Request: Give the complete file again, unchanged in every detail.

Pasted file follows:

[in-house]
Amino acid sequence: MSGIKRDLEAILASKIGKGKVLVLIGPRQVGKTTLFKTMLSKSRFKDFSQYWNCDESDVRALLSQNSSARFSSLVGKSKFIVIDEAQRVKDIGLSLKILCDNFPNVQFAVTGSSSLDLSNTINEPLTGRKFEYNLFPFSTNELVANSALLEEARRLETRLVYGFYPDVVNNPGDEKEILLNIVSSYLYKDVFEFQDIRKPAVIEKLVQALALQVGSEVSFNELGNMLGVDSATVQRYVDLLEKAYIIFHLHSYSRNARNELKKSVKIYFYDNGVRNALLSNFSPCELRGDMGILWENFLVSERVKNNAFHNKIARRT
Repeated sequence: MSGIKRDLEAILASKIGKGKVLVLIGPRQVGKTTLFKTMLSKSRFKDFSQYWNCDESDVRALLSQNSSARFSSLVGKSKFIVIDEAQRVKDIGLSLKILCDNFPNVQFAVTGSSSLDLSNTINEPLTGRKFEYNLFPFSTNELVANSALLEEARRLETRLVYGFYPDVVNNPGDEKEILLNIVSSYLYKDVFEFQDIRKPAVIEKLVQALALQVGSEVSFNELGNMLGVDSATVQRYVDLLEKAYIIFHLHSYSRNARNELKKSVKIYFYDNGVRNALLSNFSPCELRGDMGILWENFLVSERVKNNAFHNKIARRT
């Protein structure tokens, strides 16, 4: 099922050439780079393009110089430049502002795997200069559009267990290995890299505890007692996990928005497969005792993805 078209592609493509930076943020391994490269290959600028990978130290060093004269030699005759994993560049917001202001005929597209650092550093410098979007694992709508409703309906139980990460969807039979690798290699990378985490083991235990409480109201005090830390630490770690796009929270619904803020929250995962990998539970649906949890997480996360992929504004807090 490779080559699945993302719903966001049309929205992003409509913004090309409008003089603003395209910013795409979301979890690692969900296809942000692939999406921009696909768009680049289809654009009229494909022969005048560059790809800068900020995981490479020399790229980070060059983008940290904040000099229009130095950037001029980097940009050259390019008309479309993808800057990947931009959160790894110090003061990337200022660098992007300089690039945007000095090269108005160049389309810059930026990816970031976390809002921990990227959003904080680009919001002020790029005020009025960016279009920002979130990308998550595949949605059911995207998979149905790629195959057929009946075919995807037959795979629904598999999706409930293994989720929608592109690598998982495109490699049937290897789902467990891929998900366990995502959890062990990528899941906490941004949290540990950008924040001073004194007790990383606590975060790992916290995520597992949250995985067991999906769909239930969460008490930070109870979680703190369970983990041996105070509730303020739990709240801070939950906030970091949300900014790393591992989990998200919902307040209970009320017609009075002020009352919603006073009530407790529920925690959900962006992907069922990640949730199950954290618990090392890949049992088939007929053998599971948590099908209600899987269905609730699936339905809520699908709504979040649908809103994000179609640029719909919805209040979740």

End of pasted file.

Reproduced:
[in-house]
Amino acid sequence: MSGIKRDLEAILASKIGKGKVLVLIGPRQVGKTTLFKTMLSKSRFKDFSQYWNCDESDVRALLSQNSSARFSSLVGKSKFIVIDEAQRVKDIGLSLKILCDNFPNVQFAVTGSSSLDLSNTINEPLTGRKFEYNLFPFSTNELVANSALLEEARRLETRLVYGFYPDVVNNPGDEKEILLNIVSSYLYKDVFEFQDIRKPAVIEKLVQALALQVGSEVSFNELGNMLGVDSATVQRYVDLLEKAYIIFHLHSYSRNARNELKKSVKIYFYDNGVRNALLSNFSPCELRGDMGILWENFLVSERVKNNAFHNKIARRT
Repeated sequence: MSGIKRDLEAILASKIGKGKVLVLIGPRQVGKTTLFKTMLSKSRFKDFSQYWNCDESDVRALLSQNSSARFSSLVGKSKFIVIDEAQRVKDIGLSLKILCDNFPNVQFAVTGSSSLDLSNTINEPLTGRKFEYNLFPFSTNELVANSALLEEARRLETRLVYGFYPDVVNNPGDEKEILLNIVSSYLYKDVFEFQDIRKPAVIEKLVQALALQVGSEVSFNELGNMLGVDSATVQRYVDLLEKAYIIFHLHSYSRNARNELKKSVKIYFYDNGVRNALLSNFSPCELRGDMGILWENFLVSERVKNNAFHNKIARRT
């Protein structure tokens, strides 16, 4: 099922050439780079393009110089430049502002795997200069559009267990290995890299505890007692996990928005497969005792993805 078209592609493509930076943020391994490269290959600028990978130290060093004269030699005759994993560049917001202001005929597209650092550093410098979007694992709508409703309906139980990460969807039979690798290699990378985490083991235990409480109201005090830390630490770690796009929270619904803020929250995962990998539970649906949890997480996360992929504004807090 490779080559699945993302719903966001049309929205992003409509913004090309409008003089603003395209910013795409979301979890690692969900296809942000692939999406921009696909768009680049289809654009009229494909022969005048560059790809800068900020995981490479020399790229980070060059983008940290904040000099229009130095950037001029980097940009050259390019008309479309993808800057990947931009959160790894110090003061990337200022660098992007300089690039945007000095090269108005160049389309810059930026990816970031976390809002921990990227959003904080680009919001002020790029005020009025960016279009920002979130990308998550595949949605059911995207998979149905790629195959057929009946075919995807037959795979629904598999999706409930293994989720929608592109690598998982495109490699049937290897789902467990891929998900366990995502959890062990990528899941906490941004949290540990950008924040001073004194007790990383606590975060790992916290995520597992949250995985067991999906769909239930969460008490930070109870979680703190369970983990041996105070509730303020739990709240801070939950906030970091949300900014790393591992989990998200919902307040209970009320017609009075002020009352919603006073009530407790529920925690959900962006992907069922990640949730199950954290618990090392890949049992088939007929053998599971948590099908209600899987269905609730699936339905809520699908709504979040649908809103994000179609640029719909919805209040979740």